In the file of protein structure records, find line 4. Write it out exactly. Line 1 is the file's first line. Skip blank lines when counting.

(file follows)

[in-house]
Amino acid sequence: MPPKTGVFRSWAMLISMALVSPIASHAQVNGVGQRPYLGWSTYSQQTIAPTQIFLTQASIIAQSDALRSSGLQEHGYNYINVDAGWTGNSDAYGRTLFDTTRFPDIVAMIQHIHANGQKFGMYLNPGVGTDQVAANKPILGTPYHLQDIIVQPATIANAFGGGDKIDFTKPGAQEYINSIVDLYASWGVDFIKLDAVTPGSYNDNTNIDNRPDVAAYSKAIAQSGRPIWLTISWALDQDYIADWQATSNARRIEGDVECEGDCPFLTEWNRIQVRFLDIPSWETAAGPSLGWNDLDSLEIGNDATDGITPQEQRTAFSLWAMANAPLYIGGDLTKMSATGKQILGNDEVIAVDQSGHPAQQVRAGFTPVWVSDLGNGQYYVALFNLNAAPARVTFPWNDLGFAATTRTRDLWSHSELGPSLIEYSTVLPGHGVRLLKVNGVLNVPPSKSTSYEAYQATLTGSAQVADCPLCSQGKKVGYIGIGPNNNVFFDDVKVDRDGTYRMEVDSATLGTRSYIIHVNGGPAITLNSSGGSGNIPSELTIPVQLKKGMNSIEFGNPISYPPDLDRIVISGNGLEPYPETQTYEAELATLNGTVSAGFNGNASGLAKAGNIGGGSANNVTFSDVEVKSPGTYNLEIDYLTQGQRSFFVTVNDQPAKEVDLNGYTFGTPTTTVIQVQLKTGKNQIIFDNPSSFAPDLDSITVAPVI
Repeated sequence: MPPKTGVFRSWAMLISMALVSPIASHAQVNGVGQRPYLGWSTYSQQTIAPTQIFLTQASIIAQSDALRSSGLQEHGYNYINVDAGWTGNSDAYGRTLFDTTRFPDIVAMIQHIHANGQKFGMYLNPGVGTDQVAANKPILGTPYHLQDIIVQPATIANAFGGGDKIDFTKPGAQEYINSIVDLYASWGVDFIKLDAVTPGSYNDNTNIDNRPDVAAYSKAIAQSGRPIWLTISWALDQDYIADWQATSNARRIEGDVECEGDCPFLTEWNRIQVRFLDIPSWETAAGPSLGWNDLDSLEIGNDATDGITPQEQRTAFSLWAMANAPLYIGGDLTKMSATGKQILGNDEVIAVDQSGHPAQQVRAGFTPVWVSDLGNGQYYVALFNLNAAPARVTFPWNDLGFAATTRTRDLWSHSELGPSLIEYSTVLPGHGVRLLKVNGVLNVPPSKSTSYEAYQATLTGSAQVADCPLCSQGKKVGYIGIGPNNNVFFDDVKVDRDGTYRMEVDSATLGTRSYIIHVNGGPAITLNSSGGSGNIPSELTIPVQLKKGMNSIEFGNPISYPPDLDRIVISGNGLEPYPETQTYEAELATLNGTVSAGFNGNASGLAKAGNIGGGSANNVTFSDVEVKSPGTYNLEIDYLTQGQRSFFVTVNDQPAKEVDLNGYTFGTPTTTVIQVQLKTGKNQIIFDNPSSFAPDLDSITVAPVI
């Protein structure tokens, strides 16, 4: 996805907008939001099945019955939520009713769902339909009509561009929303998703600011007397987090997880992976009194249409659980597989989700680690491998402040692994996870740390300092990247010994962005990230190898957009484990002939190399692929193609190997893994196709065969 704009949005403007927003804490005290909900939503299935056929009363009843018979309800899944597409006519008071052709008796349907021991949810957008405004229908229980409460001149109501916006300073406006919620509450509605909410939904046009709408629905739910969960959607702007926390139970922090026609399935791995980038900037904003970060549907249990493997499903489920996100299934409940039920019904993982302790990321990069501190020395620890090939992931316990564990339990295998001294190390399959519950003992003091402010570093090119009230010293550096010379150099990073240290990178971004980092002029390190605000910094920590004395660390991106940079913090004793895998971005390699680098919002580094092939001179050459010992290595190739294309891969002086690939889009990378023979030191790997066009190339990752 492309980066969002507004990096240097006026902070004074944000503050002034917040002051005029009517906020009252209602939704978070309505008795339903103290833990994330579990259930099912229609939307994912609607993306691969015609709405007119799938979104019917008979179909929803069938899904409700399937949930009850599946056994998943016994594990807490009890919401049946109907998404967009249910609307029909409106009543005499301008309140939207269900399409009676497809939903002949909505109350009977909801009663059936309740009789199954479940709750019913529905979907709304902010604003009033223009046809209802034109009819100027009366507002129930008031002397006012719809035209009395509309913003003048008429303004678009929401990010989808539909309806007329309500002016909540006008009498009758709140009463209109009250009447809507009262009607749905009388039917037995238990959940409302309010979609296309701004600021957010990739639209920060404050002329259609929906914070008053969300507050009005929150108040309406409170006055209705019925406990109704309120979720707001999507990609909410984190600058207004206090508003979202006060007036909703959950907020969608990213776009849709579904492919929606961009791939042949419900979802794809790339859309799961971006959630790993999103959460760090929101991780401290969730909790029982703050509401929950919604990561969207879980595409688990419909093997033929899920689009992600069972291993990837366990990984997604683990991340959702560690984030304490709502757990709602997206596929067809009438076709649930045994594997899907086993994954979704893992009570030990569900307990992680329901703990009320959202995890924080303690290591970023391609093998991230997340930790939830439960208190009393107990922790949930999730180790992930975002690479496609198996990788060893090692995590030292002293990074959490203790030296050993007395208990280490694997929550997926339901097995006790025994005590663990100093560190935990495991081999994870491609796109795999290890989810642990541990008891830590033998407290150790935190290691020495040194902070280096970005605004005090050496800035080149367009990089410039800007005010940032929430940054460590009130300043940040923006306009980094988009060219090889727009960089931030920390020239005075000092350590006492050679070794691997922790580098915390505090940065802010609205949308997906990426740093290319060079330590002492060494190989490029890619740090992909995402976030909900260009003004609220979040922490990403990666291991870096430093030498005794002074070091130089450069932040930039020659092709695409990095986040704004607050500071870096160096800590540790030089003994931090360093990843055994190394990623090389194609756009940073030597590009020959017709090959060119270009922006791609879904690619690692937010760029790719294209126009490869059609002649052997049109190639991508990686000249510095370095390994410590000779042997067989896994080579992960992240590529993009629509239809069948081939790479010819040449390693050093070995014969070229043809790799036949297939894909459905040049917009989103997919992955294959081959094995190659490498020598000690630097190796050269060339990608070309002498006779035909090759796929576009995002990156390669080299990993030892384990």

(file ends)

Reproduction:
């Protein structure tokens, strides 16, 4: 996805907008939001099945019955939520009713769902339909009509561009929303998703600011007397987090997880992976009194249409659980597989989700680690491998402040692994996870740390300092990247010994962005990230190898957009484990002939190399692929193609190997893994196709065969 704009949005403007927003804490005290909900939503299935056929009363009843018979309800899944597409006519008071052709008796349907021991949810957008405004229908229980409460001149109501916006300073406006919620509450509605909410939904046009709408629905739910969960959607702007926390139970922090026609399935791995980038900037904003970060549907249990493997499903489920996100299934409940039920019904993982302790990321990069501190020395620890090939992931316990564990339990295998001294190390399959519950003992003091402010570093090119009230010293550096010379150099990073240290990178971004980092002029390190605000910094920590004395660390991106940079913090004793895998971005390699680098919002580094092939001179050459010992290595190739294309891969002086690939889009990378023979030191790997066009190339990752 492309980066969002507004990096240097006026902070004074944000503050002034917040002051005029009517906020009252209602939704978070309505008795339903103290833990994330579990259930099912229609939307994912609607993306691969015609709405007119799938979104019917008979179909929803069938899904409700399937949930009850599946056994998943016994594990807490009890919401049946109907998404967009249910609307029909409106009543005499301008309140939207269900399409009676497809939903002949909505109350009977909801009663059936309740009789199954479940709750019913529905979907709304902010604003009033223009046809209802034109009819100027009366507002129930008031002397006012719809035209009395509309913003003048008429303004678009929401990010989808539909309806007329309500002016909540006008009498009758709140009463209109009250009447809507009262009607749905009388039917037995238990959940409302309010979609296309701004600021957010990739639209920060404050002329259609929906914070008053969300507050009005929150108040309406409170006055209705019925406990109704309120979720707001999507990609909410984190600058207004206090508003979202006060007036909703959950907020969608990213776009849709579904492919929606961009791939042949419900979802794809790339859309799961971006959630790993999103959460760090929101991780401290969730909790029982703050509401929950919604990561969207879980595409688990419909093997033929899920689009992600069972291993990837366990990984997604683990991340959702560690984030304490709502757990709602997206596929067809009438076709649930045994594997899907086993994954979704893992009570030990569900307990992680329901703990009320959202995890924080303690290591970023391609093998991230997340930790939830439960208190009393107990922790949930999730180790992930975002690479496609198996990788060893090692995590030292002293990074959490203790030296050993007395208990280490694997929550997926339901097995006790025994005590663990100093560190935990495991081999994870491609796109795999290890989810642990541990008891830590033998407290150790935190290691020495040194902070280096970005605004005090050496800035080149367009990089410039800007005010940032929430940054460590009130300043940040923006306009980094988009060219090889727009960089931030920390020239005075000092350590006492050679070794691997922790580098915390505090940065802010609205949308997906990426740093290319060079330590002492060494190989490029890619740090992909995402976030909900260009003004609220979040922490990403990666291991870096430093030498005794002074070091130089450069932040930039020659092709695409990095986040704004607050500071870096160096800590540790030089003994931090360093990843055994190394990623090389194609756009940073030597590009020959017709090959060119270009922006791609879904690619690692937010760029790719294209126009490869059609002649052997049109190639991508990686000249510095370095390994410590000779042997067989896994080579992960992240590529993009629509239809069948081939790479010819040449390693050093070995014969070229043809790799036949297939894909459905040049917009989103997919992955294959081959094995190659490498020598000690630097190796050269060339990608070309002498006779035909090759796929576009995002990156390669080299990993030892384990």